On a weekday afternoon in February, an older white guide opened his Beyond the Fields tour by saying that slavery was not exclusively an American institution, but acknowledged that the American system was, as he described, “quite strict.” (In fact, the system of chattel slavery in America enslaved black people and their descendants, who were considered legal property, from birth until death with no real recourse to freedom.)
He spoke about the institution of slavery in passive terms — “they were brought here” and “they came here” — and from the perspective of slave traders and slave owners. At one point, he asked that the group try to understand the background and culture in which white Americans were taught that slavery was acceptable. He also noted that not every white South Carolinian at the time owned slaves, unlike what “Hollywood” might want people to think.
Jill Paperno, a woman from Rochester, New York who visited Middleton Place on a different day in February, told BuzzFeed News she read some reviews online and chose Middleton because she was interested in seeing the gardens and wanted to learn about the day-to-day lives of the slaves.
But it was a letdown.
While she felt a presentation put on for Black History Month, “Mama Hattie Remembers,” was powerful and moving, the two guided tours she took there, one of them being the Beyond the Fields tour, left her deeply unhappy.
“I was very angry when I left there,” Paperno said.
In a Tripadvisor review, she wrote that the guide for Beyond the Fields, also an older white man — it’s unclear if he was the same guide BuzzFeed News toured with — talked broadly about the institution of slavery and the Middletons’ Rhode Island summer home, but not about the realities of slavery, until she asked pointed questions.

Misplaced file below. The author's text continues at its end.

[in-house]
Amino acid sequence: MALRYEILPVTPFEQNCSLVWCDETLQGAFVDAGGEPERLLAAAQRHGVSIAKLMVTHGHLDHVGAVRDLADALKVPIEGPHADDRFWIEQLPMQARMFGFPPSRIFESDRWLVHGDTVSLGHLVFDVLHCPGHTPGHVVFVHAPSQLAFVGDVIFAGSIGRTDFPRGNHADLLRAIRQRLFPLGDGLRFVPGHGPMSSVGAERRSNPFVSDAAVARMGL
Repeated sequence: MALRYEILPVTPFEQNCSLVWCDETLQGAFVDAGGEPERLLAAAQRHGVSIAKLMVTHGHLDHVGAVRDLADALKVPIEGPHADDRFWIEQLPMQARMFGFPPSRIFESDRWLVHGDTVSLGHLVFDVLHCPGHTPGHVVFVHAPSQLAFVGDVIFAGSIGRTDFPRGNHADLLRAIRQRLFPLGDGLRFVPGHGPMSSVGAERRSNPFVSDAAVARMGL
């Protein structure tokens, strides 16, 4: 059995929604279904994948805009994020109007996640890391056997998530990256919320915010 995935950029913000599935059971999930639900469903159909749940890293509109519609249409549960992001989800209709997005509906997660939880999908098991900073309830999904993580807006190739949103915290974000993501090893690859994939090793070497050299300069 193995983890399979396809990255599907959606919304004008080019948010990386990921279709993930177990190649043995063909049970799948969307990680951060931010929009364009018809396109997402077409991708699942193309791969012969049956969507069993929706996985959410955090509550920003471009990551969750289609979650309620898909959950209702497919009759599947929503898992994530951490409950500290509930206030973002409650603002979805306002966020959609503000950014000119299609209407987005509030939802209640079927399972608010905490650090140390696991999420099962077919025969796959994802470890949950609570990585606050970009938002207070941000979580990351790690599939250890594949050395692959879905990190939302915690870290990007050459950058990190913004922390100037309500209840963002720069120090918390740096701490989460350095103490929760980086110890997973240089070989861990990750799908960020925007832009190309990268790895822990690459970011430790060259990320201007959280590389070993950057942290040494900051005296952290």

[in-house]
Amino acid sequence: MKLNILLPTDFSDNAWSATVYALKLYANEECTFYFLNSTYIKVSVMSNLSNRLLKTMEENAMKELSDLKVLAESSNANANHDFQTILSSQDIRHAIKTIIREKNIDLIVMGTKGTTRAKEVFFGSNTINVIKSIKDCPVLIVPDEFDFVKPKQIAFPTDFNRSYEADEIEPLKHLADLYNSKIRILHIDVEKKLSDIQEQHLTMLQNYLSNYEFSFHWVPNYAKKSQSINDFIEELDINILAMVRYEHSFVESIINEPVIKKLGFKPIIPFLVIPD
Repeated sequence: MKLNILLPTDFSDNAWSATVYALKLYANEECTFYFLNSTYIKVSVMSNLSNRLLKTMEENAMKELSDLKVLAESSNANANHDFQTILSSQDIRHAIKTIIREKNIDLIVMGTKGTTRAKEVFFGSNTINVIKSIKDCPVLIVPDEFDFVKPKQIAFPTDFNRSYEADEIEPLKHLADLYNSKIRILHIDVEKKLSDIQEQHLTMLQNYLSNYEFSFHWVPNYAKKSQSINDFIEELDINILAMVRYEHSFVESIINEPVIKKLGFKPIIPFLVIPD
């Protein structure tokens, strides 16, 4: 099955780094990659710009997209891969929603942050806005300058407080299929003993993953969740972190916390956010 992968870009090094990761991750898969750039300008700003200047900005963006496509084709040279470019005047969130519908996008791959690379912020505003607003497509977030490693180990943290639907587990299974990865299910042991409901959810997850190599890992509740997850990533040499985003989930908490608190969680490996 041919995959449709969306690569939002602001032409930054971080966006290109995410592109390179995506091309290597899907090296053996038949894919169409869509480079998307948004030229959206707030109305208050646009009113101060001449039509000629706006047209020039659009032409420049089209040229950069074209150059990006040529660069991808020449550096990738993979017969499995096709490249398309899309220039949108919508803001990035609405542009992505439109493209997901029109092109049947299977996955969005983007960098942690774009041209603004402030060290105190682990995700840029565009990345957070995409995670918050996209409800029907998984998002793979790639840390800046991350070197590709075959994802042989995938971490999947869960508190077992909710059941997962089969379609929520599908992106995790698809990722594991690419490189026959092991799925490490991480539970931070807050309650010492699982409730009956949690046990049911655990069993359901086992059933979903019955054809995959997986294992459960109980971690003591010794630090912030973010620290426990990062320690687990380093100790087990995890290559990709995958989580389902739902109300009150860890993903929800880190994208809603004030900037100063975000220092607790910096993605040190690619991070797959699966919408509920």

When the group came across the plaque with the names of people the Middletons enslaved, Paperno told BuzzFeed News it was a “really powerful and upsetting” moment for her.
But the guide, she said, only “kind of acknowledged it.”
“I stood in front of that and I was kind of blown away,” she recalled. “And that was just an aside to him in a way.”
Paperno wrote in her review that she felt the guide “whitewashed the reality of slavery” on the tour.
“I was thinking about how he made it seem almost idyllic, you know — they could go fishing and hunting and play with their children if they just got their work done. So there was a sense that slave owners weren’t cruel and inhumane,” she told BuzzFeed News. “You just didn’t get the sense through the tour that there was this brutality unless there were pointed questions about it, which there weren’t many of.”
If Paperno felt like this as an older white woman, she said, “I can’t even imagine what the experience would have been like had I been African American.”
Most of Middleton’s guides are volunteers, Bussey said. Some of them, he acknowledged, may make questionable statements on their tours.
“It happens, and it’s difficult to correct when you’re talking about volunteers,” he said.
Middleton keeps a close eye on Tripadvisor reviews, often responding to criticism from visitors that leadership believes is “factually incorrect,” Bussey said. The reviews also help them identify guides whom visitors criticize so that leadership can “encourage them to rethink the way they may present a particular point.”
Tourism is crucial for plantations in Charleston. Though many sites don’t document or publicize the racial demographics of their visitors, employees at several plantations told BuzzFeed News that the people they see visiting these sites are overwhelmingly white.
“There are not a lot of us — people who look like me — who come on plantations,” McGill said. “This is not on our shortlist of places to visit.”